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Launch Your Dorm Room Empire
By: Gen and Kelly Tanabe

Turn your car into a money machine on wheels.

Having a car on campus usually means that you are special—particularly in urban areas where student vehicles are rare and parking is scarce. If you have a car, take advantage of your four-wheeled power by using it to transport goods that are difficult for students to get.

One student used his truck to bring in a whole cord of firewood to his Boston college. With the temperatures dropping, he unloaded all the wood to dorm mates by selling small bundles for a few dollars. He made a 500 percent profit that helped keep him warm that winter.

What else can you transport? How about mattresses, carpets or furniture? Find the stores that are just far enough away from campus to make carrying a futon difficult and poster the telephone poles with your offer to deliver.

Tutor and teach for treasures.

Tutoring is a great source of income if you are strong in a particular subject. For example, if you have a knack for economics and got an "A" in Economics 101, poster the lecture hall the following year and offer to tutor anyone who is having trouble in the class. A more aggressive approach would be to arrive at the lecture early and make an announcement before the class starts. (Get the professor's permission first.)

Another lucrative area is tutoring high school students in core subjects as well as for the SAT, ACT or other standardized tests. Just be sure you still remember how to prove those theorems before you advertise yourself as a geometry tutor! Make an appointment with the guidance counselor of the nearest high school and ask for help informing students that you are available for tutoring.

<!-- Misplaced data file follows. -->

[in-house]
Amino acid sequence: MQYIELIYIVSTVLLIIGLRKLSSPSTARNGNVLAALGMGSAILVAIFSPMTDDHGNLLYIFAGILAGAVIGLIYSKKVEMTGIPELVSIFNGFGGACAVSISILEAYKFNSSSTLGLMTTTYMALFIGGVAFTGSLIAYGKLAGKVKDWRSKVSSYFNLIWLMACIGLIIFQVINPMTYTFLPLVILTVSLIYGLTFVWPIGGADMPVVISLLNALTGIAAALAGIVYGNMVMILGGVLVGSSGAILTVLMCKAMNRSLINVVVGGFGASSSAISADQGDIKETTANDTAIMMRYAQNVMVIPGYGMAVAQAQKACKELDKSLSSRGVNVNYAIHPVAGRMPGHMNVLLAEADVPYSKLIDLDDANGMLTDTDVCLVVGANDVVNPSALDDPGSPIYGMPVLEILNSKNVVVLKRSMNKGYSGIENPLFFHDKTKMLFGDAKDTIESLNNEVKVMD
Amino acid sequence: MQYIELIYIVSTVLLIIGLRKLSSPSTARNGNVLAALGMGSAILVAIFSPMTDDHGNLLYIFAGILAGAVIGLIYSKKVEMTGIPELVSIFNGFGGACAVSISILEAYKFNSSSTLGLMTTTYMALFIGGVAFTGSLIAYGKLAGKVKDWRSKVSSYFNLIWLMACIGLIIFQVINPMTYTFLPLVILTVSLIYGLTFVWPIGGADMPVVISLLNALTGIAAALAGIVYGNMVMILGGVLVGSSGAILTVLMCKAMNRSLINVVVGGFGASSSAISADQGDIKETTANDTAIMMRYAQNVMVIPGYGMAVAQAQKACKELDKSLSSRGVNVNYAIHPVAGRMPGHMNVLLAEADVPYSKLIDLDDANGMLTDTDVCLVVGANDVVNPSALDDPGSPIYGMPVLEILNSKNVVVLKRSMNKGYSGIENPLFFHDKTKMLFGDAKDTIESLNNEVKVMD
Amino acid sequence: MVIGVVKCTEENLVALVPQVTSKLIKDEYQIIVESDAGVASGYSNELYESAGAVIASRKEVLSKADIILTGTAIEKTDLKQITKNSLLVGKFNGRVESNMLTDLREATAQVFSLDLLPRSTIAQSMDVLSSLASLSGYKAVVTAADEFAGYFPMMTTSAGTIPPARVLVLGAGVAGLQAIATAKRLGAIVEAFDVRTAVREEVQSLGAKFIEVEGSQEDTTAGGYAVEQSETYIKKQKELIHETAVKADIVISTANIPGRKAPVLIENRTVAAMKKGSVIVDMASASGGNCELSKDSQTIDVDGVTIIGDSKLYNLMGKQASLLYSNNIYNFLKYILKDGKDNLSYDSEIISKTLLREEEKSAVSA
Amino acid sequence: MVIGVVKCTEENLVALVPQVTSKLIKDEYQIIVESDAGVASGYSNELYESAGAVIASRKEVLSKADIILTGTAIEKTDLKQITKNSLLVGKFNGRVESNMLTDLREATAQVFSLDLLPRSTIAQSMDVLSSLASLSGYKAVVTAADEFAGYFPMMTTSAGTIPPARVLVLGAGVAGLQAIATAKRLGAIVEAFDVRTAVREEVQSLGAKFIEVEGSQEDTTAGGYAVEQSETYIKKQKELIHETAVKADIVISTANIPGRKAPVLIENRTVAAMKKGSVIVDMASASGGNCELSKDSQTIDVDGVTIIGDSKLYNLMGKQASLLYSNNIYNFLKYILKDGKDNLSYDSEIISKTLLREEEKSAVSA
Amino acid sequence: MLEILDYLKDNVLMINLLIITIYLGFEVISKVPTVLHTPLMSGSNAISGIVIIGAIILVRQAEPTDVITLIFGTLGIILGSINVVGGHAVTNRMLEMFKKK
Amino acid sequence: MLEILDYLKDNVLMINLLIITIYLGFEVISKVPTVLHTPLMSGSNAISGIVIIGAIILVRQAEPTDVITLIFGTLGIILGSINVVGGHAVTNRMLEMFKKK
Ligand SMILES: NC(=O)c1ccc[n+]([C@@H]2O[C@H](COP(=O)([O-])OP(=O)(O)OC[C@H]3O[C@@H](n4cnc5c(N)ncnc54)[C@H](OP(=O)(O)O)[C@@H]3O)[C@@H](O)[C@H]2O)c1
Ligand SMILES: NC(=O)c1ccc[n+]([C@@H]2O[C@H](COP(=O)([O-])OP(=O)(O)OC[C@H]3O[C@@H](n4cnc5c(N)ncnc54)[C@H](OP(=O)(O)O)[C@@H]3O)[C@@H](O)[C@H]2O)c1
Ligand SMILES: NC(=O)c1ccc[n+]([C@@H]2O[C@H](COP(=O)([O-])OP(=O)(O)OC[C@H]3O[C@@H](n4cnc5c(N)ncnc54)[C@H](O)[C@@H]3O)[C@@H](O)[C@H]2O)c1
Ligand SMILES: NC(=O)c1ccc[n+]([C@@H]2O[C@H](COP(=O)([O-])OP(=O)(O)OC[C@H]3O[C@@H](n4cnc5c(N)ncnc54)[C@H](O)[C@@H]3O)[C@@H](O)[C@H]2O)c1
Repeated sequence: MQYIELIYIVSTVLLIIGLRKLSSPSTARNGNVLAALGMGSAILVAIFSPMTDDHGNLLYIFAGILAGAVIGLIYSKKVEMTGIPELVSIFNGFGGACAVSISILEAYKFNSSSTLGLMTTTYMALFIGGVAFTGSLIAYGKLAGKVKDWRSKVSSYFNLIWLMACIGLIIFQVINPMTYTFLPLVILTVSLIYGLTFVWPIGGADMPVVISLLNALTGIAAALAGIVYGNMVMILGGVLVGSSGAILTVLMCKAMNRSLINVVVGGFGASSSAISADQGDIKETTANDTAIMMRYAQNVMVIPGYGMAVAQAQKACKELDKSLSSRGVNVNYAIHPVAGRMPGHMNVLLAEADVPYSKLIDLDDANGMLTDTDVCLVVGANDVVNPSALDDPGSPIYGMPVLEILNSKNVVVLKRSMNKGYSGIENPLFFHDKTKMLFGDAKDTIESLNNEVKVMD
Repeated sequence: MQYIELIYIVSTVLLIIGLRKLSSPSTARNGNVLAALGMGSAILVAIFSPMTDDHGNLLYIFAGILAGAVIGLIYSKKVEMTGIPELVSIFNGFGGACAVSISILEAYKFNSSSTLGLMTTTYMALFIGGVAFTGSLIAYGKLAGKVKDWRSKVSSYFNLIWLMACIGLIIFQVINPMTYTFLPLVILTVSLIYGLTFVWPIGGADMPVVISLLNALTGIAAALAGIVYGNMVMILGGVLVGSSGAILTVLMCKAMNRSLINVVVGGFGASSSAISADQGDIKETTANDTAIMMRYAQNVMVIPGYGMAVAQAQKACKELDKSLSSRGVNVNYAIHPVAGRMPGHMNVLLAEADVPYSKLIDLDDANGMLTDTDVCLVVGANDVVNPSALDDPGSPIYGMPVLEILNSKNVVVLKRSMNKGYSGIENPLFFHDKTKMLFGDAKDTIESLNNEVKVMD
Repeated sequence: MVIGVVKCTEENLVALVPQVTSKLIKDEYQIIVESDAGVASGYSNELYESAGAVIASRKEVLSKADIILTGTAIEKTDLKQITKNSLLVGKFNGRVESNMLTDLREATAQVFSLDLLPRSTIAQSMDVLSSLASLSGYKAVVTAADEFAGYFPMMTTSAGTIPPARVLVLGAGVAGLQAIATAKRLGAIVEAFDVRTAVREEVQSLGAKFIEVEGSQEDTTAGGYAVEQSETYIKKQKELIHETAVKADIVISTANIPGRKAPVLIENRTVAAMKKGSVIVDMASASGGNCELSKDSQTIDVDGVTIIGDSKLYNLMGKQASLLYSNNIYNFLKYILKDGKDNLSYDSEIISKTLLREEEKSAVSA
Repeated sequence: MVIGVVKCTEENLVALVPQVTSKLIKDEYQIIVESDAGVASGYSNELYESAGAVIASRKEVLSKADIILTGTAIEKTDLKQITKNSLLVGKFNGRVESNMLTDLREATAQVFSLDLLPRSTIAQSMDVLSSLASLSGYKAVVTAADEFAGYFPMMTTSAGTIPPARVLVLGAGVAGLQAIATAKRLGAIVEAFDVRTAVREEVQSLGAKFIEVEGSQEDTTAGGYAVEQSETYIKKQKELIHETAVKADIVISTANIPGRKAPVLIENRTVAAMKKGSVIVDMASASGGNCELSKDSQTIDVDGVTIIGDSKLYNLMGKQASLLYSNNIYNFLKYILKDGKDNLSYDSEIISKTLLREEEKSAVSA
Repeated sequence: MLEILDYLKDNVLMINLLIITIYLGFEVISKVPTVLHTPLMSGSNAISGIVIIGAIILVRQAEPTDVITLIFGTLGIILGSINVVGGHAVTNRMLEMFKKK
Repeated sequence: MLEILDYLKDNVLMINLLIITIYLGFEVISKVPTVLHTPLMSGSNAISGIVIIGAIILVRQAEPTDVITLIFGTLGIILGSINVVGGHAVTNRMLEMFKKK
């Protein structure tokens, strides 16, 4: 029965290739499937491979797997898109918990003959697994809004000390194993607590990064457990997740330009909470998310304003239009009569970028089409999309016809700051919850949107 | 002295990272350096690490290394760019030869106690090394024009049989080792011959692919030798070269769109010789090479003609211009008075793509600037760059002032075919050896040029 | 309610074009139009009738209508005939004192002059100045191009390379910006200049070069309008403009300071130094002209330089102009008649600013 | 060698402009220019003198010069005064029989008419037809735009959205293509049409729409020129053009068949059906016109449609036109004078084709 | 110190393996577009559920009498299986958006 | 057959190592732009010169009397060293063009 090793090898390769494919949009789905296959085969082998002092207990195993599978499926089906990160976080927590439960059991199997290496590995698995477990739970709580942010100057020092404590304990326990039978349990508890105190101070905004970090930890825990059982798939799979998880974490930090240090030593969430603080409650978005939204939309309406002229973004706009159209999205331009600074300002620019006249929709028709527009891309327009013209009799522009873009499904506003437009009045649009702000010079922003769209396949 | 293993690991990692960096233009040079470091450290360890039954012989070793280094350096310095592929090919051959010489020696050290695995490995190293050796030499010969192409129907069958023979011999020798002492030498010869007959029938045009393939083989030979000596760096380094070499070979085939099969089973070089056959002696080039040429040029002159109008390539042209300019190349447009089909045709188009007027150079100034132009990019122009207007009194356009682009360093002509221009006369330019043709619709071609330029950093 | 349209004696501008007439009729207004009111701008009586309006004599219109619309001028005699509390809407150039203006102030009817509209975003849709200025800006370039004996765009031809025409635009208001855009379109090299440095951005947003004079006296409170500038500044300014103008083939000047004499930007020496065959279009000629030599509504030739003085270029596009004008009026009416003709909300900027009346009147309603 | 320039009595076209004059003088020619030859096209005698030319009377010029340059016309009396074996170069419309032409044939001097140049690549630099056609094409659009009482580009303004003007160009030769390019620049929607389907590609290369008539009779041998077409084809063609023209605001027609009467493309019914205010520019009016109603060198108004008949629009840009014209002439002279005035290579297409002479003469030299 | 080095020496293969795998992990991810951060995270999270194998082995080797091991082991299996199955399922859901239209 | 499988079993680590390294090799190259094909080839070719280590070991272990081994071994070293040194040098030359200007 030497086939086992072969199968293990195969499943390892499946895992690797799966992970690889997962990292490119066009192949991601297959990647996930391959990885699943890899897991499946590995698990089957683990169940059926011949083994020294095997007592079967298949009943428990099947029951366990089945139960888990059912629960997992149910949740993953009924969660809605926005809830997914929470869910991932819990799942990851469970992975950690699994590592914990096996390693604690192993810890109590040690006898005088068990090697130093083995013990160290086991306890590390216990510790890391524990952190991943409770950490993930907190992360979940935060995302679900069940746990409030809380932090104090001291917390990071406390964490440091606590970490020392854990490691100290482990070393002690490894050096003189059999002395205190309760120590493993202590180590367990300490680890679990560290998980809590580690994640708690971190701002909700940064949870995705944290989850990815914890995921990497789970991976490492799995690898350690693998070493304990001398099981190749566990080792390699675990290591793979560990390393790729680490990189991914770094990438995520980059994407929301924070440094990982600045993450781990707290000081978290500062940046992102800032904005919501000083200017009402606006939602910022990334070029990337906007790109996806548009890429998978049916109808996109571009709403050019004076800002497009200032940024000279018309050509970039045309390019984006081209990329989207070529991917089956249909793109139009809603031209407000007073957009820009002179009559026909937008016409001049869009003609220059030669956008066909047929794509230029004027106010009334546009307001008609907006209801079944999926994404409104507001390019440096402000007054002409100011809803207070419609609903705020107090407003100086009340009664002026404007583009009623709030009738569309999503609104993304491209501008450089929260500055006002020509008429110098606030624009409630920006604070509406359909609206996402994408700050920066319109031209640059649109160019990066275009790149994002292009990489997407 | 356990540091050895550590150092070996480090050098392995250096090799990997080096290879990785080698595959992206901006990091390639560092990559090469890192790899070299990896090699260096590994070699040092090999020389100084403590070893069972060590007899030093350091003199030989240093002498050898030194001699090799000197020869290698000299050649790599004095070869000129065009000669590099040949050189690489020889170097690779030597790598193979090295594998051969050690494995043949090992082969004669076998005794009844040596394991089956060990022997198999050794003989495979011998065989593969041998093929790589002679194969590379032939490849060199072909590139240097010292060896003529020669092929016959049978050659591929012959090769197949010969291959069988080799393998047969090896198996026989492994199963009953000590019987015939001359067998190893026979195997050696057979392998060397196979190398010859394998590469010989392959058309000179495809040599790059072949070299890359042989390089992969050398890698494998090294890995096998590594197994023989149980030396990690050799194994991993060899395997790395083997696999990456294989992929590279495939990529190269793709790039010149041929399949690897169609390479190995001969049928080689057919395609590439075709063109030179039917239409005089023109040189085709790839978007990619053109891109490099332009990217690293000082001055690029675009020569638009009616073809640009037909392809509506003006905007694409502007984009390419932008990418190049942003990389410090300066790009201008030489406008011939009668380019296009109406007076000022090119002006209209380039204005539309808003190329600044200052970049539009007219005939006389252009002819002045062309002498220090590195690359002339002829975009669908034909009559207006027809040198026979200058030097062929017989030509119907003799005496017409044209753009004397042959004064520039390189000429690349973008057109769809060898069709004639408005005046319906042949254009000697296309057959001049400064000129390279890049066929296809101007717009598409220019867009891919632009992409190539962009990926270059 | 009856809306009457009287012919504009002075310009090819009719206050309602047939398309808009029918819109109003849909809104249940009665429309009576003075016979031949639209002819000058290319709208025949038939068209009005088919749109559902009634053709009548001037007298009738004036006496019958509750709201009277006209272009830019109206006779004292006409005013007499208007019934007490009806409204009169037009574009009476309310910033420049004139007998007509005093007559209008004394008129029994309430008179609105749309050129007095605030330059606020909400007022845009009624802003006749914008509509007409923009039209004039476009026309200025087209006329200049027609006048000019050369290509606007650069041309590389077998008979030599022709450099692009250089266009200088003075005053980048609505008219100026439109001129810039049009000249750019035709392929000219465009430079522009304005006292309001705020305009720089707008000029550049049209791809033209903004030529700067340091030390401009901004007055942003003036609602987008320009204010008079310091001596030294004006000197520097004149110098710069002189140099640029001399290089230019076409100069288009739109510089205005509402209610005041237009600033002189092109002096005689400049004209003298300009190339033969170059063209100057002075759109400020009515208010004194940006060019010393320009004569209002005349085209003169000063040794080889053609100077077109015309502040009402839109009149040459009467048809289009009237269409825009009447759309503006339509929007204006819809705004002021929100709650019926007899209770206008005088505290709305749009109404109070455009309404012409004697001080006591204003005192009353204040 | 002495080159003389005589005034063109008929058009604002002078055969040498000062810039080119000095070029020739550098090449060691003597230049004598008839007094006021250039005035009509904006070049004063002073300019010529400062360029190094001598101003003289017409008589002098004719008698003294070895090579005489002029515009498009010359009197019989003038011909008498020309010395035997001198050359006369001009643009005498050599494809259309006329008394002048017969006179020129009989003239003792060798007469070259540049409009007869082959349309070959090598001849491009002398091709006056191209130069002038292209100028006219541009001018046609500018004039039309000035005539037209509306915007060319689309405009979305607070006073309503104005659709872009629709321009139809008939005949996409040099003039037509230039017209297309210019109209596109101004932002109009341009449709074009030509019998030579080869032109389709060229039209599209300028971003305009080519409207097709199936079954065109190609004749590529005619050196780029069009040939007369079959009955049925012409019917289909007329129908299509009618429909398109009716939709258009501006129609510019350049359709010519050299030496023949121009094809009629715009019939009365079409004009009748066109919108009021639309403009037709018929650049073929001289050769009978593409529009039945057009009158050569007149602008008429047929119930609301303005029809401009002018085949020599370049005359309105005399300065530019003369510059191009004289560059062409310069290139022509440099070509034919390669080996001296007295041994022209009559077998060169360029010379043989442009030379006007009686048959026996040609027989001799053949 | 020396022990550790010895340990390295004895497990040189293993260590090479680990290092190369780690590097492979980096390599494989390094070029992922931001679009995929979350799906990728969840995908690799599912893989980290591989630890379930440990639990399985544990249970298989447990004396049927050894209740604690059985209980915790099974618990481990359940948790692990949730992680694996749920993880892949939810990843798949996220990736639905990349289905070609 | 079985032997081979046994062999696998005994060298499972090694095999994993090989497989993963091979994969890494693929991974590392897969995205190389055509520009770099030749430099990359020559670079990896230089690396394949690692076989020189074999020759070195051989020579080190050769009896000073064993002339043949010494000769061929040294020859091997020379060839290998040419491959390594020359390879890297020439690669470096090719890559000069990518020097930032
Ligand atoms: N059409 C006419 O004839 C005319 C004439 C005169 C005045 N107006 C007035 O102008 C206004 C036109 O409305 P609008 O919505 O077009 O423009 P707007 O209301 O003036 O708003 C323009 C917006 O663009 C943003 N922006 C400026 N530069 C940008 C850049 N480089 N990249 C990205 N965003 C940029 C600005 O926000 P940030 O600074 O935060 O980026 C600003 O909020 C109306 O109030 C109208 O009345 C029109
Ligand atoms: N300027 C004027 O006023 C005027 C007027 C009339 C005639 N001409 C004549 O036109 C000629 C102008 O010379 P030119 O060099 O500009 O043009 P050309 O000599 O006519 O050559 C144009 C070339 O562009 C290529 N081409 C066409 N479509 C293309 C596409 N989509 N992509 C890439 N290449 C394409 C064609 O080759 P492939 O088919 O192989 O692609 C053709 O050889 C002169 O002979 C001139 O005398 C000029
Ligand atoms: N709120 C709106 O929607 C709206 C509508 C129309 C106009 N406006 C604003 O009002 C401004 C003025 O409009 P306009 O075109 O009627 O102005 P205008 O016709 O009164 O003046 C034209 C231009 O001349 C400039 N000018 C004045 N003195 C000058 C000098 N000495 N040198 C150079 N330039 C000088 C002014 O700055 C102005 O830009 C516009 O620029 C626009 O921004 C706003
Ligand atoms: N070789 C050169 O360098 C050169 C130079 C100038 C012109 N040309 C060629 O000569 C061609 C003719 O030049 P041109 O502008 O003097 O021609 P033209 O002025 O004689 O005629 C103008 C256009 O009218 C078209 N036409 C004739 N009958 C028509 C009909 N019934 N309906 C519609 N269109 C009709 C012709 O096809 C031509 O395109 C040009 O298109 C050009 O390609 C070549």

Pricing for tutoring is usually by the hour and ranges between $15 and $25. However, consider giving a discount to students who are willing to sign up for regular sessions. For example, you might charge $150 for 10 one-hour sessions to practice for the SAT.

Get paid to talk.

With almost half a million international students attending U.S. colleges, most campuses have a sizable international population, especially during summers. Many of these students are struggling to refine their English skills, and for many international students, it is difficult to find students with the patience to help them practice conversational English.

Teaching conversational English is not difficult—you need to be able to explain concepts and have patience. International students find it especially difficult to learn idioms and slang. Advertise where international students live and near the classes they take. You can do one-on-one private lessons or organize a group. Rates for private lessons are usually between $15 and $25 per hour and for group lessons you might charge only a third of that per student.

Be your professor's sidekick.

Do you have a favorite course? Ask the professor if you can be a research assistant. Usually this means going to the library and researching topics about which the professor is writing. Make sure you like the subject your professor is working on!

Often professors have grant money to help them with their research and this includes money for research assistants. You will probably compete with graduate students so you must demonstrate your abilities. You'll usually have to accept the rate the professor is offering, but remember that you will also be learning more about your field and getting to know the professor.

About the Author

Gen and Kelly Tanabe
Founders of SuperCollege and authors of 13 books on college planning.

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Need money for college? Stressed over how to pay the next tuition bill? Searching for a way to get a degree without going broke? Whether you need a full-tuition scholarship or a little extra cash to make ends meet, 1001 Ways to Pay for College provides students and parents with the answers.

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Get Free Cash for College

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